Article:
With the U.S. and global economies dealing with a period of turbulence, the Federal Reserve on Wednesday shaved 25 basis points off its benchmark interest rate for the second time in two months.
The cut comes despite a solid labor market and economic activity that, according to the Fed, has been rising at a “moderate” rate. Still, manufacturing has shown considerable weakness, with business fixed investment and exports showing vulnerability amidst the ongoing U.S.-China trade war and other international stressors, such as the United Kingdom’s messy divorce with the European Union.
“In light of the implications of global developments for the economic outlook as well as muted inflation pressures, the [Federal Reserve’s Federal Open Market] Committee decided to lower the target range for the federal funds rate to 1-3/4 to 2 percent,” the Fed announced. Seven of the Fed’s 10 regional presidents voted for the rate cut.
Despite the decisive (and predicted) action by the Fed, the cut did little to alleviate market uncertainties, said Mike Fratantoni, chief economist and senior vice president of research and industry technology for the Mortgage Bankers Association.
“Although the financial markets fully anticipated today’s Federal Reserve decision to lower their target for the Fed Funds rate, the level of uncertainty in respect to the global and domestic economy and future monetary policy has been quite high. This is why there’s been a wild swing in mortgage rates over the past month.
“Today’s news does little to reduce uncertainty. The trade war with China, and now conflict in the Middle East, certainly add to the overall uneasiness. While it is not surprising that FOMC voters cannot agree on the outlook for monetary policy, as indicated by the three dissenting votes today, the disagreement itself also adds to the uncertainty.”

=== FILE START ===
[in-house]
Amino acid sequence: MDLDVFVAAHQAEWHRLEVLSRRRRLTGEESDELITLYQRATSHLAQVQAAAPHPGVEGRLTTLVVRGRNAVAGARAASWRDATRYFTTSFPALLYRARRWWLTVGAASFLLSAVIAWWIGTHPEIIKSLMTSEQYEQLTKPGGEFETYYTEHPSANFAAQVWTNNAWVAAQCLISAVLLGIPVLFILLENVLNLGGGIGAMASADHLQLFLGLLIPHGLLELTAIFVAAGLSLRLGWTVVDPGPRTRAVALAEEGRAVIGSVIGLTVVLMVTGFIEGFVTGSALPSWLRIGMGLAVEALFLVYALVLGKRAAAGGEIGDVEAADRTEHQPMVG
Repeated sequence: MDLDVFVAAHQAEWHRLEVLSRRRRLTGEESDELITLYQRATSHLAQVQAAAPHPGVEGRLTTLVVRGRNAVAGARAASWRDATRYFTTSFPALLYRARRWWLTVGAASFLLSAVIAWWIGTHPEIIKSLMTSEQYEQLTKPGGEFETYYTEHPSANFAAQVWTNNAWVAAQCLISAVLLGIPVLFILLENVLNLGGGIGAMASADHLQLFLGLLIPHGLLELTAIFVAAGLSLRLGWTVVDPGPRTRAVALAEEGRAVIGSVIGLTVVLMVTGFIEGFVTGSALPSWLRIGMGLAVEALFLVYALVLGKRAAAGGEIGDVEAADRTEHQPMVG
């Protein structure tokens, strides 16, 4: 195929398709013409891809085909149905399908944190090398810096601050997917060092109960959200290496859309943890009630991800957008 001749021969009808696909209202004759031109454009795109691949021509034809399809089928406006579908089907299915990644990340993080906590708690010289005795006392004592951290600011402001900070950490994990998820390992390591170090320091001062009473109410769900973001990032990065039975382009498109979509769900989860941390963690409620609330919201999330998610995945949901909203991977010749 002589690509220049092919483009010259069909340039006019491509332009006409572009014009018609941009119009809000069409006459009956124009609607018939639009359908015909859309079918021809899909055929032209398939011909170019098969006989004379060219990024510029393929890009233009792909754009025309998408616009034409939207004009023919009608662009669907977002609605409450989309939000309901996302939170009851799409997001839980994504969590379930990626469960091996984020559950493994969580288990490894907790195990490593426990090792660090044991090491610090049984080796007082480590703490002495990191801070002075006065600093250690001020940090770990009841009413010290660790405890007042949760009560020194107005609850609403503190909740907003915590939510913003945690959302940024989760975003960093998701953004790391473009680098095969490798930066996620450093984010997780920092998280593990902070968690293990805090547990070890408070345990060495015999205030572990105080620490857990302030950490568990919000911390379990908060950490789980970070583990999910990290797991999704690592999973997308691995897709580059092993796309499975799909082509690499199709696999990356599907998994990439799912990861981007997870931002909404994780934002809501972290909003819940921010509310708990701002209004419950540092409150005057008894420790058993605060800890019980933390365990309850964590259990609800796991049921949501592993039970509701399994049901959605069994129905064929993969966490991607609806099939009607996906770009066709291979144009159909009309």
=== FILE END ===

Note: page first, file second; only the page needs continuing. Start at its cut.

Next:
Looking ahead, Fratantoni said, the MBA expects the recent home-refinance wave, spurred by the last month’s drop in mortgage rates, will tail off toward the end of 2019. The home-purchase market should continue to benefit from significantly lower mortgage rates compared to last year and, coupled with a continually strong job market, these factors should continue to support homebuyer demand, he added.
As Fratantoni said, the divisive nature of the vote is noteworthy. The trio of dissents represents the most in a Fed vote since December 2014. Two regional presidents indicated a preference to keep the federal funds rate unchanged, while the third, James Bullard of St. Louis, pushed for an even larger rate cut of 50 basis points.
At a news conference after the committee meeting, Federal Reserve chairman Jerome Powell said that the group “took this step to keep the economy strong.” He added that although the outlook for the national economy remains healthy, it is “a time of difficult judgments” and rates could see another cut this year if the economy shows further weakness. Fannie Mae, among others, projects another rate cut in December.
The cut already has one high-profile detractor in President Donald Trump, who has aggressively berated the Fed on Twitter for not cutting rates already. Trump lamented Wednesday’s action as not enough of a cut, haranguing Powell and the Fed in a tweet for having “no ‘guts,’ no sense, [and] no vision.” He also added a further jab at Powell — who Trump nominated to the chairman’s post in 2017 — calling him a “terrible communicator.”